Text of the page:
Monday, July 24, 2017

Parents Worry that Labels are Forever...

By Megan S. Willman




Amy Ayres does not shy away from conversation about dyslexia and attention-deficit disorder. Diagnosed with both at an early age, Amy was part of ECE (Exceptional Child Education), a JCPS program designed to meet the needs of students with educational disabilities.


Because of her own classroom experiences, Amy knew that she wanted to become an educator who would focus on individualized instruction. In March 2017, Amy opened the doors of Lyndon Learning Childcare Center. “I believe that parents need to know how to educate and advocate for their kids and then be able to teach those children how to do it for themselves as they get older,” Amy says.

These students catch bubbles and sing during music time in the toddler room. Photos by Trina Whalin 


Often, parents fear that the designation of a learning disability will stigmatize their children and limit their future success. Amy contends that such labels actually enable educators to give students what they need in order to learn. “Parents worry that labels are forever, but I am proof they’re not,” Amy says. “It shaped my experience but didn’t limit me. If there hadn’t been a label in my file, no one would have suggested the accommodations they did, and I would not have the knowledge, confidence, and experience that I have today.”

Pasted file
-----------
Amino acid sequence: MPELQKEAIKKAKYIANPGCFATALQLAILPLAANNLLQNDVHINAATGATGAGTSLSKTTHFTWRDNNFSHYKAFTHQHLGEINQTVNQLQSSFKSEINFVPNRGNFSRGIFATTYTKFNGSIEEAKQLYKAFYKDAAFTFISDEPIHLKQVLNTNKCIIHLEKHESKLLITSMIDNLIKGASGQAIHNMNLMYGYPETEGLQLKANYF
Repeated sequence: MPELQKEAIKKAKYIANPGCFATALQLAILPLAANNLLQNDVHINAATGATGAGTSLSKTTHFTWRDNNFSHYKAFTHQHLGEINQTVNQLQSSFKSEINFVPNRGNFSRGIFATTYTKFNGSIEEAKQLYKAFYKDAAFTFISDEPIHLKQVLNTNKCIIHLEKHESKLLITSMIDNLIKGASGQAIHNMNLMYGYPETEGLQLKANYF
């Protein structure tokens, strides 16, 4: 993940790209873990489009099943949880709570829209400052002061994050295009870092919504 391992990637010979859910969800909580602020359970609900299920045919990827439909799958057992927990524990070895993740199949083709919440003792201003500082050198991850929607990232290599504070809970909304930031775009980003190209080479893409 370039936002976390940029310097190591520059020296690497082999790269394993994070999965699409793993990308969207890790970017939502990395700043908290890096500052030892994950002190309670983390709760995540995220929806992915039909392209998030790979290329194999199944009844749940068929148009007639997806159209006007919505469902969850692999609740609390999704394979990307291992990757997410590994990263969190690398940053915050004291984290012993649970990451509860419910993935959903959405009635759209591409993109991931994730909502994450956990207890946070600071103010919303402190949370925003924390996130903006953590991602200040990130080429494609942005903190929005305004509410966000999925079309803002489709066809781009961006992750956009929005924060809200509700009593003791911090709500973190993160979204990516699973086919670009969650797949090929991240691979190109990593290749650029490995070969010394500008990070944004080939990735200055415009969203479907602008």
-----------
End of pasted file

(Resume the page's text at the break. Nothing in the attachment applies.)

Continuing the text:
The students help Amy water plants in the school's outdoor classroom garden area. 


As mom to Sam (2 ½) and Silas (11 months) and as executive director of Lyndon Learning Childcare, Amy offers a education to ages six weeks through pre-K.

Amy shares her top survival skills for learning:

Identify personal learning styles.
“We offer a variety of options so children can naturally gravitate to their preferred style. My son Sam is a tactile and sensory learner. As he works to learn his alphabet, he uses our sandpaper letters. Other students may be auditory or oral learners. As they play, our teachers observe their habits and can personalize their experiences.”

Build self-sufficiency.
Amy believes students need to learn to ask for help early on. “Even at their young age, I want our students to discover what they can do and know they can be proud of those accomplishments. We offer opportunities for them to challenge themselves and teach them how to ask for help when they need it.”

Learn through play.
Lyndon Learning Childcare has two outdoor playgrounds, one indoor “slide room,” and a “messy play” area that has a garden as well as water and sand play stations. "If one of my teachers needs a suggestion for a sensory learning activity,” Amy says, “I can come up with something from my own experience.”

Set high expectations.
Amy never let her diagnoses hold her back, even when she had to go about the tasks differently than some of her peers. “There is no one right way to reach our goals,” Amy says. “I want to develop an ‘I can do this!’ attitude in all of our students.”

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